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Universal Wisdom: Q&A with author Vennelakanti Prakasam

Vennelakanti Prakasam is a Telugu speaker of Telugurayapuram of PSR Nellore District, Andhra Pradesh.  He has published research papers and books in English and Telugu dealing with linguistics, stylistics, comparative religious studies, semiotics, forensic linguistics, homeopathy, and grammar of English and Telugu.

In this book, the wisdom of divine humans of different cultures is presented in triplets. The Prologue and the Epilogue give a summary of cosmic guidance in prose.

In our Q&A with the author, we will discuss how divinity can flow through humans…

Virtue is a guiding path to contentment and liberation. How true is this?
‘Virtue’, reflected in ideation, verbalization, and praxis, helps the individual to be contented. The contentment leaves the individual undisturbed and that state is ‘liberation’ (Mukti). 

Does divinity flow through humans?
Daivam Manusha Rupena’ is a saying which means that the supreme divine being operates through human form. We can define divinity as transcending dualities and the barriers of time and place. All this we can see in divine humans. Many humans have been deified, and many deities are endowed with human qualities. 

What do the prologue and the epilogue give us an understanding of?
The prologue and epilogue give us a summary of universal wisdom in a short prosaic form. This is to help us get a good grip on the ‘Mukti Marga’. 

Does salvation mean ‘going to the pleasure dome?
Salvation is not ‘going to the pleasure dome. It is freedom from desire, which helps us achieve awareness and ultimately effect equanimity. 

Heaven is a place of bliss and will bless us based on our actions. Do you agree?
Heaven is a haven or state of bliss resulting from our correct actions along the path of life, which should be a reflection of the ‘Mukti Marga’. To treat heaven as a physical place is treading the known material path. 

How can the five principles dovetail themselves and guide us to salvation?
Socialness, love, forgiveness, duty, and compassion are the five principles that go hand in hand along the ‘Mukti Marga’. Socialness helps us free ourselves from the ‘cocooning self’ and leads us onto the ‘spiraling self’ where others are absorbed into one’s cognition where ‘centripetality’ is forsaken and ‘centrifugally’ is adopted. This spiraling is reciprocally found with ‘agape’ (‘Divya Prema’) where our love is for one and all, devoid of selfishness, fear, doubt, and suspicion.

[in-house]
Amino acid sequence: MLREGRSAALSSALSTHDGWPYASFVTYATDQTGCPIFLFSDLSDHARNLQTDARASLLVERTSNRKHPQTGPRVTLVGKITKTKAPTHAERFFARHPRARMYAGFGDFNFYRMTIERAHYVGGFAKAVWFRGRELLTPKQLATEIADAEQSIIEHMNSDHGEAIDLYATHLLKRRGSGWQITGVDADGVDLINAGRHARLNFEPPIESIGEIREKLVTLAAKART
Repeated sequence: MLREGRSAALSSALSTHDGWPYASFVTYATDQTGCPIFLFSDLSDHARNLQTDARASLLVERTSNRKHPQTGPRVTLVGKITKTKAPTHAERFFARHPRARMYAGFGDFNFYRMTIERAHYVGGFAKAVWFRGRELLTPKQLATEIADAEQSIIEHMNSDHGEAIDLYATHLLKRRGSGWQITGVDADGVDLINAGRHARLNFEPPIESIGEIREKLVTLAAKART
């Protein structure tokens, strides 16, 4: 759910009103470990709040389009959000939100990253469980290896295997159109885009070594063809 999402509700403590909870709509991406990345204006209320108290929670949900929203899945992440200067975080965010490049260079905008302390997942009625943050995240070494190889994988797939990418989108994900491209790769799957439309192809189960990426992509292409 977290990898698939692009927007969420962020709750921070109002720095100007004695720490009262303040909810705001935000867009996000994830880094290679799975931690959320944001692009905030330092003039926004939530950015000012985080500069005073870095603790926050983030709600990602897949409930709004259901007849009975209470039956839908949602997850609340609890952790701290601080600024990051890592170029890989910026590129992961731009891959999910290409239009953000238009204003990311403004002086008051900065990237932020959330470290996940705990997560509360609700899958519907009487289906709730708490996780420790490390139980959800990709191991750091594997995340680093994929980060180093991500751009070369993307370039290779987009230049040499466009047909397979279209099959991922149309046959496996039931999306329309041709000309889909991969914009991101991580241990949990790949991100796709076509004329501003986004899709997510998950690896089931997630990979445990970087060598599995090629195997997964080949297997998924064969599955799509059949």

Once that socialness is well bound with agape, we end up forgiving the weaknesses or misdeeds of others. The spiraling self continues to spiral, and we take on the responsibility of doing our duty to all the members of society. We finally end up doing our duty as a member of society without any attachment to self-boosting. We are guided by the principles of socialness, agape, forgiveness, dutifulness, and finally, we cream our actions with compassion which becomes a mode unto others.

Our lifestyle while alive and our post-life style will be the same. What does this mean?
Our lifestyle while we are alive will be the yardstick by which we will be judged by our ‘Atma’ or/and the ‘Paramatama’. What we get as a result will be a reflection of our praxis. We reap what we sow. 

Do religious experiences prove that there is a God? What is your opinion?
God is a subjective reality. Planets are objective reality. Sri Krishna, at the age of seven, tells his foster father Nanda that man’s life is guided by his ‘Nija Swabhava’ and his own ‘karma’. Indra cannot change his life pattern. This is in the Bhagavat Purana.  Humans with ‘divinity’ are said to be divine, and we can assume the supreme divine being is God. Whether we name him ‘Waheguru’, ‘Paramatma’, ‘Allah’, or ‘Jehowa’, we will realize the supreme divine being by experience.

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